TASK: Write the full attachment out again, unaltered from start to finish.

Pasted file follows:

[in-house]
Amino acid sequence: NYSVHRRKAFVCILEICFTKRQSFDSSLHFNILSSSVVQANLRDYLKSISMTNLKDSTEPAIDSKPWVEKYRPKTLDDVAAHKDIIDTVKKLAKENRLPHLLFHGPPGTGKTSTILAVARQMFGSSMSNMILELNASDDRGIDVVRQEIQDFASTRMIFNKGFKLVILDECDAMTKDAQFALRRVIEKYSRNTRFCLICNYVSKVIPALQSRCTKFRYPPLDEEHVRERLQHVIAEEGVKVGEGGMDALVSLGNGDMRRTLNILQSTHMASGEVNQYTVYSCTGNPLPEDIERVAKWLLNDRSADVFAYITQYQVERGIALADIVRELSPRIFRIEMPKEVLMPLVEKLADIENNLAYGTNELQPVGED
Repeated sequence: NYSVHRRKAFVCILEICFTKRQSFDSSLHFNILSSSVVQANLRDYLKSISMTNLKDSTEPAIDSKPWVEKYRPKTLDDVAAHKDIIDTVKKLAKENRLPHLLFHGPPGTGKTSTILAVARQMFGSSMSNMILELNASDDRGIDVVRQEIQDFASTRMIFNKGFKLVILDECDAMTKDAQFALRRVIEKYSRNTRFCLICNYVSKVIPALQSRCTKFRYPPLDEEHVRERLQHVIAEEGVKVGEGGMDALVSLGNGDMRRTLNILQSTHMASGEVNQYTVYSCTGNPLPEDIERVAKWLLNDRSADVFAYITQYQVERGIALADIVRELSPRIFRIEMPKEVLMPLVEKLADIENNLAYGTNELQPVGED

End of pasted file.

[in-house]
Amino acid sequence: NYSVHRRKAFVCILEICFTKRQSFDSSLHFNILSSSVVQANLRDYLKSISMTNLKDSTEPAIDSKPWVEKYRPKTLDDVAAHKDIIDTVKKLAKENRLPHLLFHGPPGTGKTSTILAVARQMFGSSMSNMILELNASDDRGIDVVRQEIQDFASTRMIFNKGFKLVILDECDAMTKDAQFALRRVIEKYSRNTRFCLICNYVSKVIPALQSRCTKFRYPPLDEEHVRERLQHVIAEEGVKVGEGGMDALVSLGNGDMRRTLNILQSTHMASGEVNQYTVYSCTGNPLPEDIERVAKWLLNDRSADVFAYITQYQVERGIALADIVRELSPRIFRIEMPKEVLMPLVEKLADIENNLAYGTNELQPVGED
Repeated sequence: NYSVHRRKAFVCILEICFTKRQSFDSSLHFNILSSSVVQANLRDYLKSISMTNLKDSTEPAIDSKPWVEKYRPKTLDDVAAHKDIIDTVKKLAKENRLPHLLFHGPPGTGKTSTILAVARQMFGSSMSNMILELNASDDRGIDVVRQEIQDFASTRMIFNKGFKLVILDECDAMTKDAQFALRRVIEKYSRNTRFCLICNYVSKVIPALQSRCTKFRYPPLDEEHVRERLQHVIAEEGVKVGEGGMDALVSLGNGDMRRTLNILQSTHMASGEVNQYTVYSCTGNPLPEDIERVAKWLLNDRSADVFAYITQYQVERGIALADIVRELSPRIFRIEMPKEVLMPLVEKLADIENNLAYGTNELQPVGED